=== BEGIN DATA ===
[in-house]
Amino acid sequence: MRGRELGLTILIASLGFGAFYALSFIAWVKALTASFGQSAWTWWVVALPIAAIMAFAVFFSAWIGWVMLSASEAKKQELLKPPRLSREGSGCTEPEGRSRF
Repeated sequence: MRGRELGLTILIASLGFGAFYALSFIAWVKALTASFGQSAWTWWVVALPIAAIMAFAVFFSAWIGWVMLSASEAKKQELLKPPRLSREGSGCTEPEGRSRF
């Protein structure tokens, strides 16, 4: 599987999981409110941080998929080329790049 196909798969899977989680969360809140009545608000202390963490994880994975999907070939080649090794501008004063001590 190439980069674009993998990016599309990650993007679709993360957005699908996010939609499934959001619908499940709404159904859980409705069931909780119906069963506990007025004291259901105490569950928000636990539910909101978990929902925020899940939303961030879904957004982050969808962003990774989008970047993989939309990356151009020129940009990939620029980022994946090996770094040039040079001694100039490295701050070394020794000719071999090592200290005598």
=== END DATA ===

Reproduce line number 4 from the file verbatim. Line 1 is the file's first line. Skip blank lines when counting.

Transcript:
């Protein structure tokens, strides 16, 4: 599987999981409110941080998929080329790049 196909798969899977989680969360809140009545608000202390963490994880994975999907070939080649090794501008004063001590 190439980069674009993998990016599309990650993007679709993360957005699908996010939609499934959001619908499940709404159904859980409705069931909780119906069963506990007025004291259901105490569950928000636990539910909101978990929902925020899940939303961030879904957004982050969808962003990774989008970047993989939309990356151009020129940009990939620029980022994946090996770094040039040079001694100039490295701050070394020794000719071999090592200290005598």